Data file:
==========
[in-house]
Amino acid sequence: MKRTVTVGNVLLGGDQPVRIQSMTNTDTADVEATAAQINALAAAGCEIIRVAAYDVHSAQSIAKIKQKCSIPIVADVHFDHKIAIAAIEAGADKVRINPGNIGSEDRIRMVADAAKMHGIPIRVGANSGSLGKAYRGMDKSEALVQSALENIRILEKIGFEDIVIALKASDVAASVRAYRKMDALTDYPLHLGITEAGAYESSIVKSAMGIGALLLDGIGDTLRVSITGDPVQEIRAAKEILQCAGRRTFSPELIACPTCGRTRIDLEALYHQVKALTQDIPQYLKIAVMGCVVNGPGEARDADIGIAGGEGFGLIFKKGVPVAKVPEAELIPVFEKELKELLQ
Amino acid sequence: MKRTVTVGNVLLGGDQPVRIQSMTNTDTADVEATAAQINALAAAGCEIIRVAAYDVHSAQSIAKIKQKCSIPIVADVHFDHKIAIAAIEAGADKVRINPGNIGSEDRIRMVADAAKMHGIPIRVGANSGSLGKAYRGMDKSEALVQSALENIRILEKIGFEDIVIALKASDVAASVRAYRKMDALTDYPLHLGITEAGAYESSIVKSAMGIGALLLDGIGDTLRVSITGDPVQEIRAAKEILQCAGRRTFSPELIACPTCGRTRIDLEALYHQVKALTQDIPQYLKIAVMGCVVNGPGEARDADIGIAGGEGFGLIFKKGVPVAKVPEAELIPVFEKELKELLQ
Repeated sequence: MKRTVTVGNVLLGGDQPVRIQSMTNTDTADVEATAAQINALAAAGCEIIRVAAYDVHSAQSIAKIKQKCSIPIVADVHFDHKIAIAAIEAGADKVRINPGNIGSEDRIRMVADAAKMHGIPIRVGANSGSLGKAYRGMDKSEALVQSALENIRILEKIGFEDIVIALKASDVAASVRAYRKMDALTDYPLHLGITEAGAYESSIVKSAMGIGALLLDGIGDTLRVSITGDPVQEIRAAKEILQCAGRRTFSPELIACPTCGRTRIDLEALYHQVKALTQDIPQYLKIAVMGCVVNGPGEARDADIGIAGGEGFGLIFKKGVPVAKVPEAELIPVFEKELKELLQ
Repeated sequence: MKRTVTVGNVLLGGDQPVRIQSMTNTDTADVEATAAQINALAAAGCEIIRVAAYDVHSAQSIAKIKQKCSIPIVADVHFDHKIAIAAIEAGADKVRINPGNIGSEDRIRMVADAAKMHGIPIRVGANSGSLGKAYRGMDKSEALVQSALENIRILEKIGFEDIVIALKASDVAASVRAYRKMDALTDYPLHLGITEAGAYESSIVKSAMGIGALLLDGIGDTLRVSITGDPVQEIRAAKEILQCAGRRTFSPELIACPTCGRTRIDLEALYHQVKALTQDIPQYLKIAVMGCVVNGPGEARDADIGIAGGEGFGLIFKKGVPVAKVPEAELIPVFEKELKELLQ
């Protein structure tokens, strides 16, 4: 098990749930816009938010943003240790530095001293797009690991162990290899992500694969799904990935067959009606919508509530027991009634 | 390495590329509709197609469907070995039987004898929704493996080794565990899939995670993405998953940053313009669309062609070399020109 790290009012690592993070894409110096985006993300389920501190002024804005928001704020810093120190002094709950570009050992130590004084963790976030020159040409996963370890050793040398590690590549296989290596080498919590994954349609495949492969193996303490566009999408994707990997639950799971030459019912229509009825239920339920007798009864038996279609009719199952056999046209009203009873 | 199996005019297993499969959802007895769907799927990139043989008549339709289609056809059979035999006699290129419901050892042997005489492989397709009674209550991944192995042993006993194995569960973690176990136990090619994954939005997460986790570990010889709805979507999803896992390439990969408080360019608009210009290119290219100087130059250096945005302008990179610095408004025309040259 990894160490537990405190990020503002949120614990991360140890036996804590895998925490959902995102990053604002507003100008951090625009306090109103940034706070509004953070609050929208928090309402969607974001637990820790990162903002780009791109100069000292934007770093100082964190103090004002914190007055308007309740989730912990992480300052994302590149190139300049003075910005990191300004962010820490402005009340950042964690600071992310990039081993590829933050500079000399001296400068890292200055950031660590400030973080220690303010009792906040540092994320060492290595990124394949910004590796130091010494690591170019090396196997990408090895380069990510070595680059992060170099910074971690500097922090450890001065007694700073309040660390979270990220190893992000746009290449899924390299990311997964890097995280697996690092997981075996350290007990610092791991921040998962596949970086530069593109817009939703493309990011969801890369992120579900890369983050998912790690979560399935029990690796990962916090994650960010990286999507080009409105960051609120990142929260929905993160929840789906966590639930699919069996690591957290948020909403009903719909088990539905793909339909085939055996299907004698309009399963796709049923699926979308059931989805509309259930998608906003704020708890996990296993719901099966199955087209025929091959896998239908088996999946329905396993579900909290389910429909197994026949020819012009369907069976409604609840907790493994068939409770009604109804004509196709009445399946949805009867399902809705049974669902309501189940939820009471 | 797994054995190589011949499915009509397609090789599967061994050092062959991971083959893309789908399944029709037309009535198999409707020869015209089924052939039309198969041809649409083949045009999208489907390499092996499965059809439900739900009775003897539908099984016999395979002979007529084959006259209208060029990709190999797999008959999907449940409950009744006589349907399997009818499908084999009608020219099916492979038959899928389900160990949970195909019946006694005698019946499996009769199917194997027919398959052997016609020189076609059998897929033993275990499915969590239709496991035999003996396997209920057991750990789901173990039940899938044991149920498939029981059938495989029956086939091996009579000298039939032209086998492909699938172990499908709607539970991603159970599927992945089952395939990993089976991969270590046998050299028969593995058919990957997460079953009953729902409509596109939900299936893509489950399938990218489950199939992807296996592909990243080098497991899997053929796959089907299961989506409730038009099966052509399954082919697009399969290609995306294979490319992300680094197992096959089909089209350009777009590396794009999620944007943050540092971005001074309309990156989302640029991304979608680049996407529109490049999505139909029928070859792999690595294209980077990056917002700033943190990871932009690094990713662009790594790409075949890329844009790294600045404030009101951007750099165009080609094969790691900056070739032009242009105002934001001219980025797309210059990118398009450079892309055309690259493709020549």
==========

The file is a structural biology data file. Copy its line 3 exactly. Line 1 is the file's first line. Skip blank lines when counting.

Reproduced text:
Amino acid sequence: MKRTVTVGNVLLGGDQPVRIQSMTNTDTADVEATAAQINALAAAGCEIIRVAAYDVHSAQSIAKIKQKCSIPIVADVHFDHKIAIAAIEAGADKVRINPGNIGSEDRIRMVADAAKMHGIPIRVGANSGSLGKAYRGMDKSEALVQSALENIRILEKIGFEDIVIALKASDVAASVRAYRKMDALTDYPLHLGITEAGAYESSIVKSAMGIGALLLDGIGDTLRVSITGDPVQEIRAAKEILQCAGRRTFSPELIACPTCGRTRIDLEALYHQVKALTQDIPQYLKIAVMGCVVNGPGEARDADIGIAGGEGFGLIFKKGVPVAKVPEAELIPVFEKELKELLQ